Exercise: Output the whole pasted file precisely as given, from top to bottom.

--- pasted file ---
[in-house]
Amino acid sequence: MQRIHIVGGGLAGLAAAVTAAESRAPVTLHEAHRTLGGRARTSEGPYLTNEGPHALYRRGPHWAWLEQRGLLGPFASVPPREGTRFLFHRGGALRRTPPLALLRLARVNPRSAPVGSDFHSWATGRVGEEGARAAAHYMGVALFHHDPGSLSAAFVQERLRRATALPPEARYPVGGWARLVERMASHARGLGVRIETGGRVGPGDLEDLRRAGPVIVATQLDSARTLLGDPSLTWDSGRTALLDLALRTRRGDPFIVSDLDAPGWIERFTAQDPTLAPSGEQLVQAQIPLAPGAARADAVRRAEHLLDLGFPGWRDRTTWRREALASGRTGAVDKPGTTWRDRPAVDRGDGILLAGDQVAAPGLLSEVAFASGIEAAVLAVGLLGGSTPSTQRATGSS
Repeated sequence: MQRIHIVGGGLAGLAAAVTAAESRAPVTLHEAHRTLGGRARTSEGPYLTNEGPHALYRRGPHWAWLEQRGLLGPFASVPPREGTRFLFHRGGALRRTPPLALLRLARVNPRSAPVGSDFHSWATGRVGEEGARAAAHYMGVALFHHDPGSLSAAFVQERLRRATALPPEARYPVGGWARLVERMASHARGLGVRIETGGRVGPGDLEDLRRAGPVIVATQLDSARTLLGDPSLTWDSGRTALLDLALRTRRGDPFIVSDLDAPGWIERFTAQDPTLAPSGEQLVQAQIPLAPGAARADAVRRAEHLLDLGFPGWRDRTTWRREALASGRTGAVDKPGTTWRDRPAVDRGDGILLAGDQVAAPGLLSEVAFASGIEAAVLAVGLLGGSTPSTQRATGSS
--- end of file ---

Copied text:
[in-house]
Amino acid sequence: MQRIHIVGGGLAGLAAAVTAAESRAPVTLHEAHRTLGGRARTSEGPYLTNEGPHALYRRGPHWAWLEQRGLLGPFASVPPREGTRFLFHRGGALRRTPPLALLRLARVNPRSAPVGSDFHSWATGRVGEEGARAAAHYMGVALFHHDPGSLSAAFVQERLRRATALPPEARYPVGGWARLVERMASHARGLGVRIETGGRVGPGDLEDLRRAGPVIVATQLDSARTLLGDPSLTWDSGRTALLDLALRTRRGDPFIVSDLDAPGWIERFTAQDPTLAPSGEQLVQAQIPLAPGAARADAVRRAEHLLDLGFPGWRDRTTWRREALASGRTGAVDKPGTTWRDRPAVDRGDGILLAGDQVAAPGLLSEVAFASGIEAAVLAVGLLGGSTPSTQRATGSS
Repeated sequence: MQRIHIVGGGLAGLAAAVTAAESRAPVTLHEAHRTLGGRARTSEGPYLTNEGPHALYRRGPHWAWLEQRGLLGPFASVPPREGTRFLFHRGGALRRTPPLALLRLARVNPRSAPVGSDFHSWATGRVGEEGARAAAHYMGVALFHHDPGSLSAAFVQERLRRATALPPEARYPVGGWARLVERMASHARGLGVRIETGGRVGPGDLEDLRRAGPVIVATQLDSARTLLGDPSLTWDSGRTALLDLALRTRRGDPFIVSDLDAPGWIERFTAQDPTLAPSGEQLVQAQIPLAPGAARADAVRRAEHLLDLGFPGWRDRTTWRREALASGRTGAVDKPGTTWRDRPAVDRGDGILLAGDQVAAPGLLSEVAFASGIEAAVLAVGLLGGSTPSTQRATGSS